Those are just some of the examples of how to come to Canada temporarily. There are also a number of immigration programs available to those who want to go right for permanent residency.
Express Entry is an online application management system for three Canadian immigration programs: the Federal Skilled Worker Program (FSWP), the Federal Skilled Trades Program (FSTP), and the Canadian Experience Class (CEC). Although the pandemic has pushed back processing for most of these programs, Express Entry was created to offer a shorter pathway to permanent residency, compared to the previous paper-based application system. The processing standard was six months for 80 per cent of applicants, but the pandemic has pushed most lines of business to processing CEC applications, and pushed the others to the back seat.
The CEC is the top Express Entry program for candidates who are already in Canada. One key eligibility criterion is that candidates need to have at least one year of Canadian work experience in a skilled occupation.
Although Canadian work experience is valued in the Express Entry points system, it is not necessarily required to qualify for the FSWP.
The FSWP requires you to have one year of continuous skilled work experience, a Canadian Language Benchmark (CLB) 7 in English or French, and an education credential. You also have to score 67 out of a possible 100 on the FSWP points grid, which is separate from the Comprehensive Ranking System (CRS) used by Express Entry. It is not necessary to have a job offer.
The FSTP is for skilled trades workers with at least two years of full time work experience in an eligible occupation. Among other criteria, they must have a valid job offer for a period of at least one year in Canada, and hold a certificate of qualification in a skilled trade issued by a Canadian provincial, territorial, or federal authority.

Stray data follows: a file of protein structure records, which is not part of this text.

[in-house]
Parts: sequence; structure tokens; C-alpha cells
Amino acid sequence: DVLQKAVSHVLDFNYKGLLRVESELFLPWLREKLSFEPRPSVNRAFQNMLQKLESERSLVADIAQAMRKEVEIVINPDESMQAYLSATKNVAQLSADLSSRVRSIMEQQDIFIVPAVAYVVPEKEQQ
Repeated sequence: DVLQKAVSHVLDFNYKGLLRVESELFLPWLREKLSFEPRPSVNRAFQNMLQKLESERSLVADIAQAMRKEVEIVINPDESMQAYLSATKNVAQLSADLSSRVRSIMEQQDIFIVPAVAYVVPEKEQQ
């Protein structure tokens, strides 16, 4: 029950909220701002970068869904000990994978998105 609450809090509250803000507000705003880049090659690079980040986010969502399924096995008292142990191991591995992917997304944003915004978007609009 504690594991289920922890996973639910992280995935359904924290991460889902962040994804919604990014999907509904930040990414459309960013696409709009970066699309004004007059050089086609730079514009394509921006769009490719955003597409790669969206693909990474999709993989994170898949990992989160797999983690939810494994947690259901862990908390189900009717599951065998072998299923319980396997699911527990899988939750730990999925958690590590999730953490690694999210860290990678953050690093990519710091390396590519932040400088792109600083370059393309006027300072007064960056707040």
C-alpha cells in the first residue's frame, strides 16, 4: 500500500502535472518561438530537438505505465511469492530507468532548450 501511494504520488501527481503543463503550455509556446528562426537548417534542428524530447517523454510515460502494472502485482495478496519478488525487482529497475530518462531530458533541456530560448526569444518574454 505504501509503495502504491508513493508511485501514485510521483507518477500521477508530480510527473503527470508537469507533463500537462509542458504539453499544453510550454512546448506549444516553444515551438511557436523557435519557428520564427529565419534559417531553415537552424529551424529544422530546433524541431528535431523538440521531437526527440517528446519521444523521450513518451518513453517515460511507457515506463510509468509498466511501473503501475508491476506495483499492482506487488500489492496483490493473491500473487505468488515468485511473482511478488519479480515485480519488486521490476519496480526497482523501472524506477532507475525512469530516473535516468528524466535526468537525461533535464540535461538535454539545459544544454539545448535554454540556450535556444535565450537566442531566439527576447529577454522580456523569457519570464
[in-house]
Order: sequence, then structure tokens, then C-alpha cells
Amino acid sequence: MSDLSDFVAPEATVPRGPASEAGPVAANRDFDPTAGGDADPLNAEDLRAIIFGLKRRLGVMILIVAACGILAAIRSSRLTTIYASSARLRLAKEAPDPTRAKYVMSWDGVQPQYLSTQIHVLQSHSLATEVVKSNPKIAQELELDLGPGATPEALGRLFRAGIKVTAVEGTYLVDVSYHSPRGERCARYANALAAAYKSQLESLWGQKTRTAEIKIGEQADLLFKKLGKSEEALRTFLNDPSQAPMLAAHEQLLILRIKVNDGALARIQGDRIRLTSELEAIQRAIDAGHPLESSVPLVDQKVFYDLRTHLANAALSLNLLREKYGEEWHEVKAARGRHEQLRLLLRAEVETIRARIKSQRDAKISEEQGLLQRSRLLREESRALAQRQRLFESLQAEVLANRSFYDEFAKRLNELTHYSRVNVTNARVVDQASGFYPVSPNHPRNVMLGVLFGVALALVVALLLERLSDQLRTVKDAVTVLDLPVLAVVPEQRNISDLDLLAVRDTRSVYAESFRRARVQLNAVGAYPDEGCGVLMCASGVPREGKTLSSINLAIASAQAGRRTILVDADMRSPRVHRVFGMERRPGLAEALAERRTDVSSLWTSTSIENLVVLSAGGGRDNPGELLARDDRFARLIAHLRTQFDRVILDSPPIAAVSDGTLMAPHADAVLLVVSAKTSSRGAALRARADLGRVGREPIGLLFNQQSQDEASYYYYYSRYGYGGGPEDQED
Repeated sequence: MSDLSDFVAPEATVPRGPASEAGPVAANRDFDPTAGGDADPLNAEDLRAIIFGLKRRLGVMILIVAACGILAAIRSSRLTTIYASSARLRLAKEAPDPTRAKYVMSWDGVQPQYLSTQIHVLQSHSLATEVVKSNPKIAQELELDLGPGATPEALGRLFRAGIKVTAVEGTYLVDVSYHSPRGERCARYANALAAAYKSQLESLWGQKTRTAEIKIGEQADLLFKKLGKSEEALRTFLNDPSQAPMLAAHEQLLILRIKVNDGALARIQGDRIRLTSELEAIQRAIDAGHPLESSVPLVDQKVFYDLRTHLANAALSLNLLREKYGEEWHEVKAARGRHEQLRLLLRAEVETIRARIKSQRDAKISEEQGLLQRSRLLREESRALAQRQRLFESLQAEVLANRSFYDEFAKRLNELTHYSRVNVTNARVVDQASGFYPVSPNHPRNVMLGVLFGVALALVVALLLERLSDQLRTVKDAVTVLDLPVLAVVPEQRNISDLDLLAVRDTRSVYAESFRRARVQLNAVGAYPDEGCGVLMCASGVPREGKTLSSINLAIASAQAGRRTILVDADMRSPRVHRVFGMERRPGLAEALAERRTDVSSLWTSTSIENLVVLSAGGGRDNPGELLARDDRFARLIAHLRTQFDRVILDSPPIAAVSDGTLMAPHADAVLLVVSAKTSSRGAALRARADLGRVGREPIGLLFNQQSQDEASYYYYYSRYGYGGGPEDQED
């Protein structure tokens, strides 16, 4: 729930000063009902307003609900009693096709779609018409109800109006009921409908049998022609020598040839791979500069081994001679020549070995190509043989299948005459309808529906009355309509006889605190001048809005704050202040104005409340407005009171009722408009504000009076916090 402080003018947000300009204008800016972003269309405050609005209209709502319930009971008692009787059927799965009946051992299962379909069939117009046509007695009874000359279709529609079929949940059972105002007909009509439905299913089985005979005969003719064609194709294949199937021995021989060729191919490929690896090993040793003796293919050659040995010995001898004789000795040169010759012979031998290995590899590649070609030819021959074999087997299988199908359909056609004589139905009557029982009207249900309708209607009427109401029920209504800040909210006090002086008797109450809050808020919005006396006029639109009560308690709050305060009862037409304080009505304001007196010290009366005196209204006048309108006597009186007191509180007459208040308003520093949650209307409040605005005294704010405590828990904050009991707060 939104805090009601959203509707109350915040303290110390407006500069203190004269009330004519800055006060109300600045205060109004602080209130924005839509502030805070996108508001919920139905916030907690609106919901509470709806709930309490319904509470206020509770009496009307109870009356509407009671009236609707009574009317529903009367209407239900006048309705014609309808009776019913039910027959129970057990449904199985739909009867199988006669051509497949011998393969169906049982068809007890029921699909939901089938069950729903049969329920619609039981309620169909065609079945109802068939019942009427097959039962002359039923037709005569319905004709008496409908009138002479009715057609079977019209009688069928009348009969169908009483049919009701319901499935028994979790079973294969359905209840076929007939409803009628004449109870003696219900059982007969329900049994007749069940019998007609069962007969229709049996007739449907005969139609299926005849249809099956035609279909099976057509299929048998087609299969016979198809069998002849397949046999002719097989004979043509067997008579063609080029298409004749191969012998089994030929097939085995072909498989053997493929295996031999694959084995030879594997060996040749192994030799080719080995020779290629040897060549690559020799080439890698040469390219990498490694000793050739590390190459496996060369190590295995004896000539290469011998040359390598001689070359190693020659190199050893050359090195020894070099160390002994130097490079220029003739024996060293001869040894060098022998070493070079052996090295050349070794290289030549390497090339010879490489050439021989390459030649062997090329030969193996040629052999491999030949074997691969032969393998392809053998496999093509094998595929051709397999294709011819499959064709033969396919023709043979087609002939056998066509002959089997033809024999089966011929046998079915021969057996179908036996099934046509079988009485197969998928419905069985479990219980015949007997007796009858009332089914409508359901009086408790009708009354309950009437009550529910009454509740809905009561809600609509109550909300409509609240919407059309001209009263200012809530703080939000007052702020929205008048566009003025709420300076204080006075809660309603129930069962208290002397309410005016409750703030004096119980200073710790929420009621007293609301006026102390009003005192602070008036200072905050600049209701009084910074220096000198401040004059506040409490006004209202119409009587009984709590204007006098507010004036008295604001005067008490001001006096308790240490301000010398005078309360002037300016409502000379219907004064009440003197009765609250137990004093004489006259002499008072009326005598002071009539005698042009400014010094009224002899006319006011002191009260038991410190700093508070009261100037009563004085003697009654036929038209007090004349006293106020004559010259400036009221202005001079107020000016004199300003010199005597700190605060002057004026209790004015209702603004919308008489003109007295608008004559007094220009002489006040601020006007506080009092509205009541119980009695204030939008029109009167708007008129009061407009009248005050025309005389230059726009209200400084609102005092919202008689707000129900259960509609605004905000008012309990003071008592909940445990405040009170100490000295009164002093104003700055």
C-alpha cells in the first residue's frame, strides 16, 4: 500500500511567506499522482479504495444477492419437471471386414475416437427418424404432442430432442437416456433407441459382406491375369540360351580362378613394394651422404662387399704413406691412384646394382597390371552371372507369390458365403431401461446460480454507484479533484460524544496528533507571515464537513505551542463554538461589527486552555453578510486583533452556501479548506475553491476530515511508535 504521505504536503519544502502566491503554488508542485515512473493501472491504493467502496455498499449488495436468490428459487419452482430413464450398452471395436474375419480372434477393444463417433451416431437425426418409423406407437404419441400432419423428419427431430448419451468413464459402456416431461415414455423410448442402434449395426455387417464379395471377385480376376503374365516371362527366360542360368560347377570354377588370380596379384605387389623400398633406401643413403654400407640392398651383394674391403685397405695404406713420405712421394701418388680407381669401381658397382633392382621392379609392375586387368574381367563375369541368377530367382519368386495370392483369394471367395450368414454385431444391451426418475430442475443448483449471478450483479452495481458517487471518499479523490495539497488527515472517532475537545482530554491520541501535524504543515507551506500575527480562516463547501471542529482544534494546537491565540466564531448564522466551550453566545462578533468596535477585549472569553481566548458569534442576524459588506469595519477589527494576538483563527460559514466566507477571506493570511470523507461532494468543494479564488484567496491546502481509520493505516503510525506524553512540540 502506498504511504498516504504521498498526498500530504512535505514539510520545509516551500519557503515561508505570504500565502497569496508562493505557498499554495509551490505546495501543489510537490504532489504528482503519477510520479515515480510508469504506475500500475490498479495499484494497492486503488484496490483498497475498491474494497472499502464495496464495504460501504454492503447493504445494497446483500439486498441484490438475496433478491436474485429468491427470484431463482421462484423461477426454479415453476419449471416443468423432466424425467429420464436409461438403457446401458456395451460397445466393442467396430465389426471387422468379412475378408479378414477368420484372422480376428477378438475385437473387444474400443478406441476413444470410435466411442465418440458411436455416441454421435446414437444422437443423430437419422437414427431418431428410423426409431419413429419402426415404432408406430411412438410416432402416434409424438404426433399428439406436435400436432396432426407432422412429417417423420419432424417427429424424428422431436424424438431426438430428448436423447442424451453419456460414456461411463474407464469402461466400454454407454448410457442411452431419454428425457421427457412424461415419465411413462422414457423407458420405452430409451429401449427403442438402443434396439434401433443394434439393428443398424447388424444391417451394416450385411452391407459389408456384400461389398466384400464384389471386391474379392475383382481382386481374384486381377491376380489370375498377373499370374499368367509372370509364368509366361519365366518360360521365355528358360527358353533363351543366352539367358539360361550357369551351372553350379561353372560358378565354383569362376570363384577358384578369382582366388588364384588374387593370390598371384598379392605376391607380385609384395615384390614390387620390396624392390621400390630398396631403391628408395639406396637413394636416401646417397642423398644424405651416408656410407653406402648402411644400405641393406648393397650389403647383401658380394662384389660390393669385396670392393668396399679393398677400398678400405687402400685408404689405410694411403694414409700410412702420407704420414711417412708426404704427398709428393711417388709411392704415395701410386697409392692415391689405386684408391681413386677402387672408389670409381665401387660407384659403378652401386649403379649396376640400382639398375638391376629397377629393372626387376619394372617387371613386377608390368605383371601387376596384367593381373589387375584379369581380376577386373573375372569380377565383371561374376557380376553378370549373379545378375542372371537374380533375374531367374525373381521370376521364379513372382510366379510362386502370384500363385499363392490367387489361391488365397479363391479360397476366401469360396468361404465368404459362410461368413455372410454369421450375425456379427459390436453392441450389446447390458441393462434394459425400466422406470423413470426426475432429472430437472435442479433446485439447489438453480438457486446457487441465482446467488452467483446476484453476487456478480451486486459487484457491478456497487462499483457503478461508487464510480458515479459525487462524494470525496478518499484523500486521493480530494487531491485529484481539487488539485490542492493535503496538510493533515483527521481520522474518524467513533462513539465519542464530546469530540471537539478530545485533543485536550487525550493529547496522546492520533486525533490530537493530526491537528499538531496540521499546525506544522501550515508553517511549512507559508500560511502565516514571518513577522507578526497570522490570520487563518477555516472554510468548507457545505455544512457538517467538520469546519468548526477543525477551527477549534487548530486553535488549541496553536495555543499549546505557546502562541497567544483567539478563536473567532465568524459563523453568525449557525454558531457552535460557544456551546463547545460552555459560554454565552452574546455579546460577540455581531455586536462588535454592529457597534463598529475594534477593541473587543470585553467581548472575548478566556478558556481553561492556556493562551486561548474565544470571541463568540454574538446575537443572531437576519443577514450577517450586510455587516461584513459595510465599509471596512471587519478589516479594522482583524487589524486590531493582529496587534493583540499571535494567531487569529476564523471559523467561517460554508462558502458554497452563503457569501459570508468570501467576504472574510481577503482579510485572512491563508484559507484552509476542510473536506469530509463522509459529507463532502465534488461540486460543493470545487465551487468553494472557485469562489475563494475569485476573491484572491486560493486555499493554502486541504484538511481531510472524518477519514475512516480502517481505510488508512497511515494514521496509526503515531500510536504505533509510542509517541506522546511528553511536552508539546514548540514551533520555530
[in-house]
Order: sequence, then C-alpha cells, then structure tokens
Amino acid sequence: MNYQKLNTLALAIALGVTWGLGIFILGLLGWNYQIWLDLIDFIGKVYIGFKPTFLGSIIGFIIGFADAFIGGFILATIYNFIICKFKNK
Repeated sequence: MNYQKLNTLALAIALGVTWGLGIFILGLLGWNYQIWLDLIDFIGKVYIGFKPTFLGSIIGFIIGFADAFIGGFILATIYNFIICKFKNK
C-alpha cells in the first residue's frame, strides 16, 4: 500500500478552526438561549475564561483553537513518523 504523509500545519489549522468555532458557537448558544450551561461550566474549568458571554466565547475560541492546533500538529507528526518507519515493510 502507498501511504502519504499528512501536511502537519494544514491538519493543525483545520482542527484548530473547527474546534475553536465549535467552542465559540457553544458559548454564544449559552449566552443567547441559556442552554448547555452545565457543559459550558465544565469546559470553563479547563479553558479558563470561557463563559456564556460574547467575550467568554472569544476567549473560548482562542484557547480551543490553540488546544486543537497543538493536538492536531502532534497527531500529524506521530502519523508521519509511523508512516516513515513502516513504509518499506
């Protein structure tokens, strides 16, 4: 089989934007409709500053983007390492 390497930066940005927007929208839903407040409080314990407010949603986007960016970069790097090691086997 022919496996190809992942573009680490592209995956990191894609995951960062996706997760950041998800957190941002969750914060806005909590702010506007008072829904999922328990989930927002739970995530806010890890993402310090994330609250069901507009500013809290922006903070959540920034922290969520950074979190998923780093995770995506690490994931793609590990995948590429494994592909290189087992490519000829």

The Express Entry system invites the highest-scoring candidates to apply for permanent residence. You cannot apply for permanent residency without an Invitation to Apply (ITA). Canada’s immigration department, Immigration, Refugees and Citizenship Canada (IRCC), holds regular rounds of invitations where it sends the ITAs. If your CRS score is not high enough to receive an ITA, you may be able to try for a provincial nomination, which will support your Express Entry application.
Provincial Nominee Program
Almost all of Canada’s provinces and territories, except Nunavut and Quebec, have Provincial Nominee Programs (PNPs).
There are two types of PNPs: “enhanced” programs, which are aligned with Express Entry; and “base” programs which operate independently from the Express Entry system.
Enhanced programs pull from the Express Entry pool of candidates. If you receive a provincial nomination through one of these PNPs, you get 600 CRS points added to your overall score. This award will push you to the top of the pool, priming you to receive an ITA in a subsequent Express Entry draw.
Base PNPs work a little differently, and can be an option for people who are not eligible for Express Entry. To immigrate through a base PNP, you apply to the province, and if you are eligible, get a nomination. With your certificate in hand, you can then apply for permanent residence to the federal government.
Canada allows citizens and permanent residents to sponsor their spouse, common-law partner, children, or parents and grandparents. Canadians can only sponsor relatives like a brother, sister, aunt or uncle in specific circumstances. They cannot sponsor relatives who are considered criminally or medically inadmissible.
Spouses and common-law partners can either be sponsored from inside Canada or in another country. Essentially, to be eligible you have to be over the age 18, and in an ongoing, genuine relationship with a Canadian who can financially support you and any children you may have. Canadian citizens can sponsor from abroad, but permanent residents must be in the country. If you both want to wait out the process in Canada, as the foreign spouse or common-law partner you may be able to get a spousal Open Work Permit.
The Parents and Grandparents Program (PGP) is a pathway to permanent residence for parents and grandparents of Canadians. The program currently operates like a lottery system, where there is a temporary intake window where IRCC accepts interest to sponsor forms. The immigration department then invites candidates to apply for permanent residence. An alternative option to the PGP is the Super Visa, which allows parents and grandparents to stay in Canada for up to two years at a time.
Canadians can also sponsor their biological or adopted children who are under the age of 22.
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SOURCE: CIC News